Click on the images below to go to photographs of individual glass panels in that part of Nowton church.

east window
panels in the east window

north and south chancel windows
panels in the north and south chancel side windows

north aisle windows
Panels in the north and south nave windows

At the west end of the south aisle is the elegant memorial to Elizabeth Oakes by John Bacon Jr. It shows her praying against an angled tombchest on the other side of which are a cross and an open book reading Thy Will Be Done. Under the tower, a brass plaque tells us that this church was embellished & decorated with painted glass collected from the Monasteries at Brussels, an Organ erected with a Peal of Six Bells, at the Expense & Gift of Orbell Ray Oakes Esq. The inhabitants inscribe this tablet as a memorial of his liberality, 1820.

Orbell Ray Oakes died in 1837 as the Victorian era began, and his son Henry James Oakes, the new Lord of the Manor, bankrolled a considerable restoration of the church under the architect Anthony Salvin. The construction of a neo-Norman north aisle necessitated the moving of some of the panels, and possibly the acquisition of some more. The nave and chancel were essentially rebuilt and the building was reroofed. The elegant remains of the medieval screen were retained, and all this must have been a very shipshape little building by the end of the 1870s. The Oakes family continued to live in the parish at Nowton Court, built in the 1830s. In the 20th Century, Nowton Park was acquired by St Edmundsbury District Council. The last of the Oakes family is still alive today, in her nineties, but after her the dynasty will be no more.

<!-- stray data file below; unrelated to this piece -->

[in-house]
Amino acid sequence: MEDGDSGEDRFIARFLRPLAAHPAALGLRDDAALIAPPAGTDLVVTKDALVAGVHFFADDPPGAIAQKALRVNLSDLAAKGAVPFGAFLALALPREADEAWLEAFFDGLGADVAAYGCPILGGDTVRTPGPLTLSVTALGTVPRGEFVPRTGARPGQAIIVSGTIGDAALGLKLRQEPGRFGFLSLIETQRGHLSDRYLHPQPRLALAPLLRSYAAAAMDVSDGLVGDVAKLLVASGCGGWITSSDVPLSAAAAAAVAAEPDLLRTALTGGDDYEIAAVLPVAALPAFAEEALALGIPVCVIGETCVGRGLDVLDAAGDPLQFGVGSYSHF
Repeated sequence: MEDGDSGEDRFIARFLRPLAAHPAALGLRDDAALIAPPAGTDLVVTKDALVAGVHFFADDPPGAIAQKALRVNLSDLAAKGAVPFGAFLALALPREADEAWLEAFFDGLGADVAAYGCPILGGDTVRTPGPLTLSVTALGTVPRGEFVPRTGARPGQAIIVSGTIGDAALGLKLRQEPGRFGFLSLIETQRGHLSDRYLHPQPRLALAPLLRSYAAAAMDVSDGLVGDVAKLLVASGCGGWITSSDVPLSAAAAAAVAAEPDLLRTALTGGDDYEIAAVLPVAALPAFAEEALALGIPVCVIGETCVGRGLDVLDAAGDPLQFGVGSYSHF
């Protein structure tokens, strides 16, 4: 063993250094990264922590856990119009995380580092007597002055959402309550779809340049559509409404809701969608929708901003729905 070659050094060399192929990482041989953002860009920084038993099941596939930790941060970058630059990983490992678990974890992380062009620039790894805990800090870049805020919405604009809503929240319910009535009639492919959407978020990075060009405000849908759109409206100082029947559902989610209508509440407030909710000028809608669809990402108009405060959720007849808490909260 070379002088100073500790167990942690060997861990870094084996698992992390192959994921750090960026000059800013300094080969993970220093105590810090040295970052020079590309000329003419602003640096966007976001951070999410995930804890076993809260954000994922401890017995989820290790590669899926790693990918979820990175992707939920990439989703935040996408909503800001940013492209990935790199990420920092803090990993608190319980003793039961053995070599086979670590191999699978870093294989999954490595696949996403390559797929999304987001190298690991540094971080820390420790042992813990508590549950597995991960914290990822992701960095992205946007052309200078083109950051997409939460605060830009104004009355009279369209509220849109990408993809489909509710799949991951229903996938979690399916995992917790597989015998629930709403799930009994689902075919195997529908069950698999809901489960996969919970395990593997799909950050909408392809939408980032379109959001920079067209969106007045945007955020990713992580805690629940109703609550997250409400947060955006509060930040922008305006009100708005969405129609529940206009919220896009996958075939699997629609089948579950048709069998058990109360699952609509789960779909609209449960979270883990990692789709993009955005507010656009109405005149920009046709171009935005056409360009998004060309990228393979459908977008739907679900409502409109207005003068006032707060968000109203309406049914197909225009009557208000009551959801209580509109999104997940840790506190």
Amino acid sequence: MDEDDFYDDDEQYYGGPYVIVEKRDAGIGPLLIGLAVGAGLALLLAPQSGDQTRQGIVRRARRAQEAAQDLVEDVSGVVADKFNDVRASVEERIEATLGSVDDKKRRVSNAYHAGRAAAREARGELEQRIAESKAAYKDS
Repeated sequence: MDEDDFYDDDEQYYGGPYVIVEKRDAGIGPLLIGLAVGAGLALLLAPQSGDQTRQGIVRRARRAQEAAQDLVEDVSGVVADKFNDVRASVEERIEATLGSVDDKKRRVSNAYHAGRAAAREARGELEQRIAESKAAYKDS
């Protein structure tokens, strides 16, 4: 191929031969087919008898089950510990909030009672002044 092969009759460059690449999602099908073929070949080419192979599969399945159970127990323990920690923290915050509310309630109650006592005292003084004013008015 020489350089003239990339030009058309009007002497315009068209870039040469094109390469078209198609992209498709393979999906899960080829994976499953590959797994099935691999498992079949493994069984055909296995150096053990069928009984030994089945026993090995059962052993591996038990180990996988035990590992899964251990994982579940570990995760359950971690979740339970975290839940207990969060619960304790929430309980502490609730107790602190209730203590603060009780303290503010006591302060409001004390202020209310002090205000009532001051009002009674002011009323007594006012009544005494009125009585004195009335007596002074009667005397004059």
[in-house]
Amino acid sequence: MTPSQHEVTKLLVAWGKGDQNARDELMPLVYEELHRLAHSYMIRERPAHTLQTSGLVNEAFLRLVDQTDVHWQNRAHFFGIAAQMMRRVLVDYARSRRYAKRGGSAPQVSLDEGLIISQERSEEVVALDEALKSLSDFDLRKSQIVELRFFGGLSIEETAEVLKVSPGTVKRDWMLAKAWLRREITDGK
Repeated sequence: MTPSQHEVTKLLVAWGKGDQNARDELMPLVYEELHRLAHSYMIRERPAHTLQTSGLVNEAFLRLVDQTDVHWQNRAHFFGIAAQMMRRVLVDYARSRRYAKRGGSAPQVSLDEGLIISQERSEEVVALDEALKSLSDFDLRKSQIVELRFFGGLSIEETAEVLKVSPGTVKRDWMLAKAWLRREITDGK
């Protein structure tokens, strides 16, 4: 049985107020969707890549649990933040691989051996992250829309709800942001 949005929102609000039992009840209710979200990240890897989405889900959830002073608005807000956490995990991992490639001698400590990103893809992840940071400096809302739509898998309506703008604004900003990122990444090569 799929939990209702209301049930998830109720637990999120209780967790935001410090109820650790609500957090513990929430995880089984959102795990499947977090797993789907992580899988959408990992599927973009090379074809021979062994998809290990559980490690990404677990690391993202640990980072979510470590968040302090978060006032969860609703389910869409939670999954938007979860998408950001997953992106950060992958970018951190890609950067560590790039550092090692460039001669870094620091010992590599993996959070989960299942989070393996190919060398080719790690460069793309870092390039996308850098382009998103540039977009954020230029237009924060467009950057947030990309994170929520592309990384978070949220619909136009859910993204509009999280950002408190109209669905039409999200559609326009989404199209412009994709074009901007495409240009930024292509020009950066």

Around the walls of the church, memorials recall members of the Oakes family, some dying out in the Empire, some of the younger ones falling on the battlefields of France in the First World War. But having said all this, I do think this building escapes being merely a mausoleum to the Oakes family. Perhaps it is the simplicity of their memorials, or the sense of life in the building, despite its remoteness. Even so, the overwhelming feeling is of the century that rebuilt it and adorned it, which is just as it should be.
  This Church was embellished & decorated
   

Simon Knott, August 2017

restored screen looking east sanctuary